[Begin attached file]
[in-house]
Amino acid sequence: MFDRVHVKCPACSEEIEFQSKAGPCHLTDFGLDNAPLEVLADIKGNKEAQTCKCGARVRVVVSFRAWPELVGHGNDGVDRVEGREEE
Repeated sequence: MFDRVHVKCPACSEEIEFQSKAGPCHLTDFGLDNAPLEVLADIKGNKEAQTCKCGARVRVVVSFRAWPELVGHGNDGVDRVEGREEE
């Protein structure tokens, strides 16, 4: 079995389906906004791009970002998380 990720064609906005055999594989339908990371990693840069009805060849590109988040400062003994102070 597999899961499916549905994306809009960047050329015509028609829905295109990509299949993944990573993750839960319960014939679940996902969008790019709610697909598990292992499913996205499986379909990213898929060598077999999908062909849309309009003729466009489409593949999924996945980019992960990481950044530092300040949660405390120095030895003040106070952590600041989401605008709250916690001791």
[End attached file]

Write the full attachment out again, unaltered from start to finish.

[in-house]
Amino acid sequence: MFDRVHVKCPACSEEIEFQSKAGPCHLTDFGLDNAPLEVLADIKGNKEAQTCKCGARVRVVVSFRAWPELVGHGNDGVDRVEGREEE
Repeated sequence: MFDRVHVKCPACSEEIEFQSKAGPCHLTDFGLDNAPLEVLADIKGNKEAQTCKCGARVRVVVSFRAWPELVGHGNDGVDRVEGREEE
């Protein structure tokens, strides 16, 4: 079995389906906004791009970002998380 990720064609906005055999594989339908990371990693840069009805060849590109988040400062003994102070 597999899961499916549905994306809009960047050329015509028609829905295109990509299949993944990573993750839960319960014939679940996902969008790019709610697909598990292992499913996205499986379909990213898929060598077999999908062909849309309009003729466009489409593949999924996945980019992960990481950044530092300040949660405390120095030895003040106070952590600041989401605008709250916690001791």